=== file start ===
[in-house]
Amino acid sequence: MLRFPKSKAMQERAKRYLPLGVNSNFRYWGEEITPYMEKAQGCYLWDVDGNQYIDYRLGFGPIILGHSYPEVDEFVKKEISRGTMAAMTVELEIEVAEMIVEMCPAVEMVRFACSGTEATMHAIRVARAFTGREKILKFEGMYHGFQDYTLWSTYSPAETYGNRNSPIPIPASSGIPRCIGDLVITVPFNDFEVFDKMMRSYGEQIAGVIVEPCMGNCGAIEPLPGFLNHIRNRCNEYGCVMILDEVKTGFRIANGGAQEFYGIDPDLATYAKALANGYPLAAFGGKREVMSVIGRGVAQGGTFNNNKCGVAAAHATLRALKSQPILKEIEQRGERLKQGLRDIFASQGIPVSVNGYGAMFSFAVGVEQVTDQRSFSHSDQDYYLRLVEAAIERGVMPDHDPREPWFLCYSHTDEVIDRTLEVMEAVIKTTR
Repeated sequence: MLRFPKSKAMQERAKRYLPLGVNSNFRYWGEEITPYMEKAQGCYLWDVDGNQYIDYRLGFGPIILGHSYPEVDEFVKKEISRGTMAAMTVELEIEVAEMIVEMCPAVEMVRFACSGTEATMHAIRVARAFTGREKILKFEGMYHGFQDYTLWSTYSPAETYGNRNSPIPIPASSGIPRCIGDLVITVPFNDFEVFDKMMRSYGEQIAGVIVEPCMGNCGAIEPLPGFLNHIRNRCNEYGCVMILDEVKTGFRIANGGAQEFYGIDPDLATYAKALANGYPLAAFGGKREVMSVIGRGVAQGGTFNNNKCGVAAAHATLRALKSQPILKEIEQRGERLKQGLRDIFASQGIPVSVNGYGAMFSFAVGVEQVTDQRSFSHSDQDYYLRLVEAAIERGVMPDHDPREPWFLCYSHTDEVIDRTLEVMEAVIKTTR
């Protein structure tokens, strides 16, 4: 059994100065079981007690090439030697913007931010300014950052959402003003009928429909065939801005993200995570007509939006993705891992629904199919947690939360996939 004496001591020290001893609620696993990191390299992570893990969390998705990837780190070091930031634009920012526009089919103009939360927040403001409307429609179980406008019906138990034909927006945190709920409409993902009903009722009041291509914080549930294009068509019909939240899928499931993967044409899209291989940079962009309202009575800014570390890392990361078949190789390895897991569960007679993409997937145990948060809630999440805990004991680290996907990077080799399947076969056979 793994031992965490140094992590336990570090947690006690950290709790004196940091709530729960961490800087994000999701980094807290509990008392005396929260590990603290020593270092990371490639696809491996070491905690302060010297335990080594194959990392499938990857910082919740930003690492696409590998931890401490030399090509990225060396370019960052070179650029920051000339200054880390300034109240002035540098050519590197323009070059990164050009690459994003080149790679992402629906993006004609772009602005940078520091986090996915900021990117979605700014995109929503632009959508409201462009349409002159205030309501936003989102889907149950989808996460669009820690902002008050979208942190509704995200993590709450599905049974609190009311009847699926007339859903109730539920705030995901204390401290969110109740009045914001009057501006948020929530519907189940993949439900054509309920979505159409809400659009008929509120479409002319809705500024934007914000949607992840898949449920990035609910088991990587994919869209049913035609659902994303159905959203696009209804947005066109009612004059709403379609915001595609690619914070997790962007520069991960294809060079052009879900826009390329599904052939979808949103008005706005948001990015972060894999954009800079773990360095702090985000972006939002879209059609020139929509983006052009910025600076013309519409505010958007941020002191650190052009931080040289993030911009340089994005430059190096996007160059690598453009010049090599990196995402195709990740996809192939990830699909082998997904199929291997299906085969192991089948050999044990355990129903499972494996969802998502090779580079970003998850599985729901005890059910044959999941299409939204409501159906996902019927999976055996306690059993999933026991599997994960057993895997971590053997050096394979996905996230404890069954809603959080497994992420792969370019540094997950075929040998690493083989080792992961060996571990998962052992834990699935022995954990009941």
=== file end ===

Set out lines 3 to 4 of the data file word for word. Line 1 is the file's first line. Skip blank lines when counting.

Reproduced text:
Repeated sequence: MLRFPKSKAMQERAKRYLPLGVNSNFRYWGEEITPYMEKAQGCYLWDVDGNQYIDYRLGFGPIILGHSYPEVDEFVKKEISRGTMAAMTVELEIEVAEMIVEMCPAVEMVRFACSGTEATMHAIRVARAFTGREKILKFEGMYHGFQDYTLWSTYSPAETYGNRNSPIPIPASSGIPRCIGDLVITVPFNDFEVFDKMMRSYGEQIAGVIVEPCMGNCGAIEPLPGFLNHIRNRCNEYGCVMILDEVKTGFRIANGGAQEFYGIDPDLATYAKALANGYPLAAFGGKREVMSVIGRGVAQGGTFNNNKCGVAAAHATLRALKSQPILKEIEQRGERLKQGLRDIFASQGIPVSVNGYGAMFSFAVGVEQVTDQRSFSHSDQDYYLRLVEAAIERGVMPDHDPREPWFLCYSHTDEVIDRTLEVMEAVIKTTR
């Protein structure tokens, strides 16, 4: 059994100065079981007690090439030697913007931010300014950052959402003003009928429909065939801005993200995570007509939006993705891992629904199919947690939360996939 004496001591020290001893609620696993990191390299992570893990969390998705990837780190070091930031634009920012526009089919103009939360927040403001409307429609179980406008019906138990034909927006945190709920409409993902009903009722009041291509914080549930294009068509019909939240899928499931993967044409899209291989940079962009309202009575800014570390890392990361078949190789390895897991569960007679993409997937145990948060809630999440805990004991680290996907990077080799399947076969056979 793994031992965490140094992590336990570090947690006690950290709790004196940091709530729960961490800087994000999701980094807290509990008392005396929260590990603290020593270092990371490639696809491996070491905690302060010297335990080594194959990392499938990857910082919740930003690492696409590998931890401490030399090509990225060396370019960052070179650029920051000339200054880390300034109240002035540098050519590197323009070059990164050009690459994003080149790679992402629906993006004609772009602005940078520091986090996915900021990117979605700014995109929503632009959508409201462009349409002159205030309501936003989102889907149950989808996460669009820690902002008050979208942190509704995200993590709450599905049974609190009311009847699926007339859903109730539920705030995901204390401290969110109740009045914001009057501006948020929530519907189940993949439900054509309920979505159409809400659009008929509120479409002319809705500024934007914000949607992840898949449920990035609910088991990587994919869209049913035609659902994303159905959203696009209804947005066109009612004059709403379609915001595609690619914070997790962007520069991960294809060079052009879900826009390329599904052939979808949103008005706005948001990015972060894999954009800079773990360095702090985000972006939002879209059609020139929509983006052009910025600076013309519409505010958007941020002191650190052009931080040289993030911009340089994005430059190096996007160059690598453009010049090599990196995402195709990740996809192939990830699909082998997904199929291997299906085969192991089948050999044990355990129903499972494996969802998502090779580079970003998850599985729901005890059910044959999941299409939204409501159906996902019927999976055996306690059993999933026991599997994960057993895997971590053997050096394979996905996230404890069954809603959080497994992420792969370019540094997950075929040998690493083989080792992961060996571990998962052992834990699935022995954990009941």